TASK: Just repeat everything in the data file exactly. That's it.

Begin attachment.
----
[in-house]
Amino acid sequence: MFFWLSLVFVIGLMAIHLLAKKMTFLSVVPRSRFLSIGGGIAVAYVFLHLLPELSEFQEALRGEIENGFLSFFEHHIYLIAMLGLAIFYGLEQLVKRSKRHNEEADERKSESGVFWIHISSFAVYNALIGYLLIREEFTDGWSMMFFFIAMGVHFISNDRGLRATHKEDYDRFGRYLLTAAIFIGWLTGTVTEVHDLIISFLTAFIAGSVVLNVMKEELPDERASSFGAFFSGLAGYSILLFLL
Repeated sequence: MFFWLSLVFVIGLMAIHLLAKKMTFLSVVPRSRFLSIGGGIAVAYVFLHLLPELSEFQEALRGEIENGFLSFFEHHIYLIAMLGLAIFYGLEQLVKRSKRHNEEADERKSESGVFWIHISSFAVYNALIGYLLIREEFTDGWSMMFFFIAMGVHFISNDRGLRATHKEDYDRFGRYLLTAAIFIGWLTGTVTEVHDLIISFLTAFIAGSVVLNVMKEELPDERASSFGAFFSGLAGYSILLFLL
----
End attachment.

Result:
[in-house]
Amino acid sequence: MFFWLSLVFVIGLMAIHLLAKKMTFLSVVPRSRFLSIGGGIAVAYVFLHLLPELSEFQEALRGEIENGFLSFFEHHIYLIAMLGLAIFYGLEQLVKRSKRHNEEADERKSESGVFWIHISSFAVYNALIGYLLIREEFTDGWSMMFFFIAMGVHFISNDRGLRATHKEDYDRFGRYLLTAAIFIGWLTGTVTEVHDLIISFLTAFIAGSVVLNVMKEELPDERASSFGAFFSGLAGYSILLFLL
Repeated sequence: MFFWLSLVFVIGLMAIHLLAKKMTFLSVVPRSRFLSIGGGIAVAYVFLHLLPELSEFQEALRGEIENGFLSFFEHHIYLIAMLGLAIFYGLEQLVKRSKRHNEEADERKSESGVFWIHISSFAVYNALIGYLLIREEFTDGWSMMFFFIAMGVHFISNDRGLRATHKEDYDRFGRYLLTAAIFIGWLTGTVTEVHDLIISFLTAFIAGSVVLNVMKEELPDERASSFGAFFSGLAGYSILLFLL